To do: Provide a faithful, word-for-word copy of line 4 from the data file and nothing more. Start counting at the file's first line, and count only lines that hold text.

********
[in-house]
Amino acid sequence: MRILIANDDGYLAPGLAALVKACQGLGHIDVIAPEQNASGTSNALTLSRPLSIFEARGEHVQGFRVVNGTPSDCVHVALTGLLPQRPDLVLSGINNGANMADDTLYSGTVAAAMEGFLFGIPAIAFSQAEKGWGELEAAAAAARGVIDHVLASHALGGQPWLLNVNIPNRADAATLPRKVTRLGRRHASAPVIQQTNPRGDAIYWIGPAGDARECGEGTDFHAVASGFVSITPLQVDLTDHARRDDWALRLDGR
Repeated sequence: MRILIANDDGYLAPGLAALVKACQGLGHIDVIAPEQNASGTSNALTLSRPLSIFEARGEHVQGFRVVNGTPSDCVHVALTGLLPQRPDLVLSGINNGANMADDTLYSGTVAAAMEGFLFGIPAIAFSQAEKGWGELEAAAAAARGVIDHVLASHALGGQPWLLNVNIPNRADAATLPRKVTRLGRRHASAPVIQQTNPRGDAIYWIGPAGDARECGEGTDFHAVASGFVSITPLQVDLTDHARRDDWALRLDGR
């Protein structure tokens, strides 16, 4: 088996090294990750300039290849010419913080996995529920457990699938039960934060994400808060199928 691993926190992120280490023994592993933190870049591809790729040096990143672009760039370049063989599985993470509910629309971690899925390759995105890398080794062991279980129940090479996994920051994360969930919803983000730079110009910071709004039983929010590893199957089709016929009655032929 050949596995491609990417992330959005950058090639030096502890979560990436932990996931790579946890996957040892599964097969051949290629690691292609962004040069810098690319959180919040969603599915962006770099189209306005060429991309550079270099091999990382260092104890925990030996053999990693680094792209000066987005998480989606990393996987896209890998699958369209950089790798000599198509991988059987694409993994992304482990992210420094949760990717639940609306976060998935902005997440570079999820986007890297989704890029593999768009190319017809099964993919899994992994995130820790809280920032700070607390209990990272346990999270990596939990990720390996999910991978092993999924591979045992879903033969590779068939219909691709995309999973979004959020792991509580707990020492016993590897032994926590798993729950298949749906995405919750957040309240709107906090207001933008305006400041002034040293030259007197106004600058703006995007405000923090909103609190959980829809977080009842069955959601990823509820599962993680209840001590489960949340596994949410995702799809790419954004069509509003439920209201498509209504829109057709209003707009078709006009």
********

């Protein structure tokens, strides 16, 4: 088996090294990750300039290849010419913080996995529920457990699938039960934060994400808060199928 691993926190992120280490023994592993933190870049591809790729040096990143672009760039370049063989599985993470509910629309971690899925390759995105890398080794062991279980129940090479996994920051994360969930919803983000730079110009910071709004039983929010590893199957089709016929009655032929 050949596995491609990417992330959005950058090639030096502890979560990436932990996931790579946890996957040892599964097969051949290629690691292609962004040069810098690319959180919040969603599915962006770099189209306005060429991309550079270099091999990382260092104890925990030996053999990693680094792209000066987005998480989606990393996987896209890998699958369209950089790798000599198509991988059987694409993994992304482990992210420094949760990717639940609306976060998935902005997440570079999820986007890297989704890029593999768009190319017809099964993919899994992994995130820790809280920032700070607390209990990272346990999270990596939990990720390996999910991978092993999924591979045992879903033969590779068939219909691709995309999973979004959020792991509580707990020492016993590897032994926590798993729950298949749906995405919750957040309240709107906090207001933008305006400041002034040293030259007197106004600058703006995007405000923090909103609190959980829809977080009842069955959601990823509820599962993680209840001590489960949340596994949410995702799809790419954004069509509003439920209201498509209504829109057709209003707009078709006009």